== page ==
Emily Albu

title.none: Roffe, Domesday: The Inquest and the Book (Albu)

identifier.other: baj9928.0102.019 01.02.19

identifier.issn: 1096-746X

description.statementofresponsibility: Emily Albu, University of California,

publisher.none: .

date.issued: 2001

identifier.citation: Roffe, David. Domesday: The Inquest and the Book. Oxford: Oxford University Press, 2000. Pp. xix, 282. 45.00. ISBN: 0-198-20847-2.

type.none: Review

relation.ispartof: The Medieval Review

The Medieval Review 01.02.19

Roffe, David. Domesday: The Inquest and the Book. Oxford: Oxford University Press, 2000. Pp. xix, 282. 45.00. ISBN: 0-198-20847-2.

Reviewed by:

Emily Albu
University of California

Three late-twelfth-century manuscripts preserve this famous preface to the "Inquisitio Eliensis," commonly assumed to summarize the plan of the Domesday inquest and Book: Here follows the inquest of lands, as the king's barons made it, to wit: by the oath of the sheriff of the shire and of all the barons and their Frenchmen and of the whole hundred, of the priest, the reeve, six villagers of each village. In order, what is the manor called: Who held it in the time of King Edward? Who now holds it? How many hides? How many ploughs on the demesne? How many of the men? How many villagers? How many cottars? How many slaves? How many free men? How many sokemen? How much wood? How much meadow? How much pasture? How many mills? How many fish ponds? How much has been added or taken away? How much, taken together, it was worth and how much now? How much each free man or sokeman had or has. All this at three dates, to wit in the time of King Edward and when King William gave it and as it is now. And if it is possible for more to be had than is had. -Translation by Roffe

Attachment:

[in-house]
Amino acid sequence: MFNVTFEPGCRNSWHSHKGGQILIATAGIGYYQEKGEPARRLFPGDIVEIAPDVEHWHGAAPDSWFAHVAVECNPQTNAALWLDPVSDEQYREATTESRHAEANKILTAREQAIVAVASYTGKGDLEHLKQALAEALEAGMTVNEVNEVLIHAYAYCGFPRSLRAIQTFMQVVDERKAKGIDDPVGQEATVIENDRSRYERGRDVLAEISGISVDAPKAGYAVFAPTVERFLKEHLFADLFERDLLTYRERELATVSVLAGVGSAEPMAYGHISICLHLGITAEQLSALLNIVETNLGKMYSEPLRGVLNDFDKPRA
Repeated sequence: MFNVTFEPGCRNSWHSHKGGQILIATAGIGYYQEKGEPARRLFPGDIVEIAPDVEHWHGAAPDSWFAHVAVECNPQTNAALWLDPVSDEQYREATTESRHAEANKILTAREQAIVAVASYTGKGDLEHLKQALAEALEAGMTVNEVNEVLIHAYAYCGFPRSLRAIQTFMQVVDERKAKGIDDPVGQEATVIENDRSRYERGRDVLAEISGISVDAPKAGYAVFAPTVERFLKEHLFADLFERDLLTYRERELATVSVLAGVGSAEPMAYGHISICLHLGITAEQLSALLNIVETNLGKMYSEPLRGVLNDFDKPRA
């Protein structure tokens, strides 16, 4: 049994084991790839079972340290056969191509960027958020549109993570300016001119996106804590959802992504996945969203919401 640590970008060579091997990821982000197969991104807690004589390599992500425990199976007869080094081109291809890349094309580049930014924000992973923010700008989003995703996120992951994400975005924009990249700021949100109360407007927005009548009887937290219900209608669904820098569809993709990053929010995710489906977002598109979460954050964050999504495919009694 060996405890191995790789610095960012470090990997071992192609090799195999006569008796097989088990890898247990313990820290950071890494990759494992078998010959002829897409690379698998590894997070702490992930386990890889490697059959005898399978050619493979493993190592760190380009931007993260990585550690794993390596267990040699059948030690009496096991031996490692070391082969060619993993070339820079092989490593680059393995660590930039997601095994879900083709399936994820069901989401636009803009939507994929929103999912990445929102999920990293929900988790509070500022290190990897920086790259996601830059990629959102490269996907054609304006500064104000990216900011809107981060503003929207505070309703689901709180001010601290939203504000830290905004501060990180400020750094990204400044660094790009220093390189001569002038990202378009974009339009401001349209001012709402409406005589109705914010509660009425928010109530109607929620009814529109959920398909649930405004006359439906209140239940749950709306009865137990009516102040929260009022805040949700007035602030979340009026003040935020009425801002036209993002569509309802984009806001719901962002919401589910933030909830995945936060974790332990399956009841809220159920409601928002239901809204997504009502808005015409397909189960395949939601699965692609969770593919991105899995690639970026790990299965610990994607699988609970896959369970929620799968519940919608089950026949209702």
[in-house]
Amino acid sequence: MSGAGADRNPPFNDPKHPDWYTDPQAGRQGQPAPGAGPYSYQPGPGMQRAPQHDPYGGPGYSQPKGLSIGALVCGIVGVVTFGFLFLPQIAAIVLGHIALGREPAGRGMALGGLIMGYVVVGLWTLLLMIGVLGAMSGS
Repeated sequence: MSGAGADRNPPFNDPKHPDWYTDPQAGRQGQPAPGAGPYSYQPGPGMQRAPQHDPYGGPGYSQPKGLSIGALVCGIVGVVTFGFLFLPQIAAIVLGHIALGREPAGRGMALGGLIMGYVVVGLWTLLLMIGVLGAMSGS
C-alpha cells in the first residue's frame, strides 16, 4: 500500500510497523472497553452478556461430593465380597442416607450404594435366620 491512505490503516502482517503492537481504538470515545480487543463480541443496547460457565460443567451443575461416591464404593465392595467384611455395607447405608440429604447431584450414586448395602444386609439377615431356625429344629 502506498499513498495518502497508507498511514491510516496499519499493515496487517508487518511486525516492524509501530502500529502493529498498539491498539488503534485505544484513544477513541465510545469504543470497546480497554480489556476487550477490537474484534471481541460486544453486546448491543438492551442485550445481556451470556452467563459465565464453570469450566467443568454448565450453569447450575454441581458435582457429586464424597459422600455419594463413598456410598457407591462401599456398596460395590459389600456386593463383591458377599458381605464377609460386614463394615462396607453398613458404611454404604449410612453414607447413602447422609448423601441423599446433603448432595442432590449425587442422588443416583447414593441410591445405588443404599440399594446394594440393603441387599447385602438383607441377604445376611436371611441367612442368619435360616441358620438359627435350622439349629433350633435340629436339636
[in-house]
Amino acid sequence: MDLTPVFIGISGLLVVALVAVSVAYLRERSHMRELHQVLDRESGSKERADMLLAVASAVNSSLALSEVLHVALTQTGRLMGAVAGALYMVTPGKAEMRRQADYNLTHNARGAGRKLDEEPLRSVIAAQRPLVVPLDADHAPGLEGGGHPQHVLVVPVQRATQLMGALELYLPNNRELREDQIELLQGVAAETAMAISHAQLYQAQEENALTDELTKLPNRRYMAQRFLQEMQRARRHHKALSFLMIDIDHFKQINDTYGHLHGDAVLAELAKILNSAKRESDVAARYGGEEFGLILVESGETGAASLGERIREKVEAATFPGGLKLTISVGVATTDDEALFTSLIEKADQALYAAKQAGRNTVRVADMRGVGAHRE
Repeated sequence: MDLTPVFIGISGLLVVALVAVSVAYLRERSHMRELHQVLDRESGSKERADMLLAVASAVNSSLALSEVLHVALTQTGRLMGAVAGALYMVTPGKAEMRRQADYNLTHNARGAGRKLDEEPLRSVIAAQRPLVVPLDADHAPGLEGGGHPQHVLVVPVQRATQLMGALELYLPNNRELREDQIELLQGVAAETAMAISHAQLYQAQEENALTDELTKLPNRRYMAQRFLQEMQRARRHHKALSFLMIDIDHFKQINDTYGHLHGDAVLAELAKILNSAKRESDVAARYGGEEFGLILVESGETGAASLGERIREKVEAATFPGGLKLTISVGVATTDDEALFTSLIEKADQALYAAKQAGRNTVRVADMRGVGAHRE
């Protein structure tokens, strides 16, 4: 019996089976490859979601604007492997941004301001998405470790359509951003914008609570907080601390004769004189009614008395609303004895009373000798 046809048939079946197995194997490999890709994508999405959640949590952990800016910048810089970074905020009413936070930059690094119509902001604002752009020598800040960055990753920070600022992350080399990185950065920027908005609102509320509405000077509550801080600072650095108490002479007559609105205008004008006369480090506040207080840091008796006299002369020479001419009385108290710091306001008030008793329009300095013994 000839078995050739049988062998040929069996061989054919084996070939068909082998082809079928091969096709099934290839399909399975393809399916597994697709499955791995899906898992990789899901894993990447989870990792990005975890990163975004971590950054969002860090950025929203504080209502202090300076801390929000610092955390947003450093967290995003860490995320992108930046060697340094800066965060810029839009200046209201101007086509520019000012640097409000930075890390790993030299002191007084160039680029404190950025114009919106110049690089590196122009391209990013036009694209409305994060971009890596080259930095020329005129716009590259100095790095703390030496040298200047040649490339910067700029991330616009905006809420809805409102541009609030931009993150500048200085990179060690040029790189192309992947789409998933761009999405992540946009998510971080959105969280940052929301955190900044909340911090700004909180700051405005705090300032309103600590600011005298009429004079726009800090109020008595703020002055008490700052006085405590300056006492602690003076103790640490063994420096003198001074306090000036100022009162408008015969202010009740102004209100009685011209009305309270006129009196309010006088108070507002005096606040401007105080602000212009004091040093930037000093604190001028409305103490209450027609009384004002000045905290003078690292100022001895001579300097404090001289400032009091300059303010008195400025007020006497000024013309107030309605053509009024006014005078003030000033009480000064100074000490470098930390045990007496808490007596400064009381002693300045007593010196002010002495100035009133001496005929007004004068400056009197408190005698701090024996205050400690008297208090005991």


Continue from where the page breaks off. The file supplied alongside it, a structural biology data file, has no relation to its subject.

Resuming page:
But was Great Domesday Book the logical and intended end of the inquest? David Roffe aims to dissolve this assumption of Domesday studies by treating inquest and Book as distinct enterprises, each occasioned by specific historical conditions.

Only at the end of chapter three does he remind us of the circumstances that must have provoked King William to authorize the inquest of 1086: Expecting an imminent invasion by King Cnut of Denmark, William was billeting large numbers of troops in England. Believing that he might need these forces there for some time, the king wanted a new survey to assess the resources at his disposal. Thus the inquest. But Roffe argues that the Book does not embody the assessments made in anticipation of that invasion (which, in the event, never materialized). Again the reader has to wait for an explanation of motivating factors. Only in the last few pages does Roffe offer a plausible impetus for the production of Great Domesday Book (GDB), which he sees as a specific response to the political upheaval of 1088. The widespread rebellion of that year so disrupted land tenure that the king needed a written record of royal estates and lands recently wrested from his loyal tenants. By this time, of course, the king was William Rufus, his father having died the previous year. But agents of the young king could put to good use the data collected, for another purpose, by agents of his father.